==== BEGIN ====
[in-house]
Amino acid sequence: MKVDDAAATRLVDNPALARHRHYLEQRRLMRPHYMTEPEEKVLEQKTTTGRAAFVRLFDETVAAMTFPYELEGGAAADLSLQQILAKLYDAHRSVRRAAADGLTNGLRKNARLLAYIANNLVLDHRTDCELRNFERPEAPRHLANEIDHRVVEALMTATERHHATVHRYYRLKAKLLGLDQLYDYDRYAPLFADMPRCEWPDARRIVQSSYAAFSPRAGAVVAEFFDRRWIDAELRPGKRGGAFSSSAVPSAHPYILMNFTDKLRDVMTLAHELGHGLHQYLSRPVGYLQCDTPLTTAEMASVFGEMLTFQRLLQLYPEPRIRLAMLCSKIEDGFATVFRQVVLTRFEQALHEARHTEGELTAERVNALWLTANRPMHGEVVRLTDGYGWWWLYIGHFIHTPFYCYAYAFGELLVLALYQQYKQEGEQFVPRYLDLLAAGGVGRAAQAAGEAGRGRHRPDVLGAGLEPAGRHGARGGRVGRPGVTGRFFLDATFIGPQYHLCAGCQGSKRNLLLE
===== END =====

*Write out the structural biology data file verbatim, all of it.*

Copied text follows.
[in-house]
Amino acid sequence: MKVDDAAATRLVDNPALARHRHYLEQRRLMRPHYMTEPEEKVLEQKTTTGRAAFVRLFDETVAAMTFPYELEGGAAADLSLQQILAKLYDAHRSVRRAAADGLTNGLRKNARLLAYIANNLVLDHRTDCELRNFERPEAPRHLANEIDHRVVEALMTATERHHATVHRYYRLKAKLLGLDQLYDYDRYAPLFADMPRCEWPDARRIVQSSYAAFSPRAGAVVAEFFDRRWIDAELRPGKRGGAFSSSAVPSAHPYILMNFTDKLRDVMTLAHELGHGLHQYLSRPVGYLQCDTPLTTAEMASVFGEMLTFQRLLQLYPEPRIRLAMLCSKIEDGFATVFRQVVLTRFEQALHEARHTEGELTAERVNALWLTANRPMHGEVVRLTDGYGWWWLYIGHFIHTPFYCYAYAFGELLVLALYQQYKQEGEQFVPRYLDLLAAGGVGRAAQAAGEAGRGRHRPDVLGAGLEPAGRHGARGGRVGRPGVTGRFFLDATFIGPQYHLCAGCQGSKRNLLLE